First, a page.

The Netherlands is known for reclaiming land from the sea with impressive dikes and water management. About half of the country lies below sea level, some places by several feet. This makes it especially important to be able to measure the changing level of the sea. The Huddesteen are Holland’s earliest examples of this practice, dating back to 1684.
The Huddesteen, or “Hudde’s stones,” were named after Johannes Hudde, a civil engineer who served as mayor of Amsterdam from 1672 to 1703. He commissioned eight large marble stones to be installed on sluices (locks) in the dike along the city’s IJ waterway. Lines etched in the stones marked the high water levels, which allowed builders to compare their dike and sluice heights to withstand the worst-case scenario of flooding. The markers formed the basis for the Amsterdam Ordnance Datum (Normaal Amsterdamse Peil), which is now used to measure water levels throughout Europe. Prussia adopted it in 1878, Luxembourg in 1973 and Sweden, Norway, and Finland after that.
The Hudde stone found on the Eenhoornsluis (“Unicorn lock”) in Amsterdam is the only stone that is still located at its original location, untouched for nearly 350 years. Half of another stone can be found in the Amsterdam Ordnance Datum exhibit at the visitor center at City Hall. The remaining in situ Hudde stone stopped being used as a standard in 1867 because its deviation was deemed too large compared to the other measurement methods. However, in 2007 it was measured again and added to the ordinance database.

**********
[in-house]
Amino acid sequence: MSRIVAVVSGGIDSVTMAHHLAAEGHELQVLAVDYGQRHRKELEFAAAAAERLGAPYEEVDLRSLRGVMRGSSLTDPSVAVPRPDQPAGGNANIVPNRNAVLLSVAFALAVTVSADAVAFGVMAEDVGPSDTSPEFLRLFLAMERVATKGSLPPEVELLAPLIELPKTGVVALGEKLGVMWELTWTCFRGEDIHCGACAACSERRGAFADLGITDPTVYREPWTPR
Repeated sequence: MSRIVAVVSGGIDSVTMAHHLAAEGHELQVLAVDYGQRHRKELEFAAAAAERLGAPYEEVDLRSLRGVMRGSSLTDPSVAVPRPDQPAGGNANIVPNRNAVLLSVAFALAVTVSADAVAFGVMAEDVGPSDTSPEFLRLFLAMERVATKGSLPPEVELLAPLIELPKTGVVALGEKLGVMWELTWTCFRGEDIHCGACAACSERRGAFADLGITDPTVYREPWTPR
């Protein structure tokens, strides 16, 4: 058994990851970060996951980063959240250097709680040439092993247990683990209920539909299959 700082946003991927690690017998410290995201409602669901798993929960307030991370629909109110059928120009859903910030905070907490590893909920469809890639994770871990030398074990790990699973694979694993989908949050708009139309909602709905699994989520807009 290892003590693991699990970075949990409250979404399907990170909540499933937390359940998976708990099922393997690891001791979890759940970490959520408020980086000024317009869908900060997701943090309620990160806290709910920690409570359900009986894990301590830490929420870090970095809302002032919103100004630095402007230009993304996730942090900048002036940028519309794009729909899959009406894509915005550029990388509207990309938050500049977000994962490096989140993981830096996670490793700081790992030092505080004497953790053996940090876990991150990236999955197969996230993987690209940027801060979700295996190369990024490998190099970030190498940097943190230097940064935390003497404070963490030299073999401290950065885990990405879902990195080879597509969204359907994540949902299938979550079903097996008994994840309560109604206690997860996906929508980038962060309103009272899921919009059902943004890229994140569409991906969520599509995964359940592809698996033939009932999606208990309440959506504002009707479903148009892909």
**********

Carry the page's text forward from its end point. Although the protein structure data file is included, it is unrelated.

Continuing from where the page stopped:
In 2008, a second preserved huddesteen was found close to the central station during renovations. It was later placed back for historical reasons and is often missed. Just search the little bridge pillars near the sluse of the Damrak.
Know Before You Go
The stone is located on the Eenhoorsluis, a lock on the corner of Korte Prinsengracht and Haarlemmerdijk. Its inscription roughly translates to: “Sea dike height - nine feet and five inches (268 cm) above city water level.”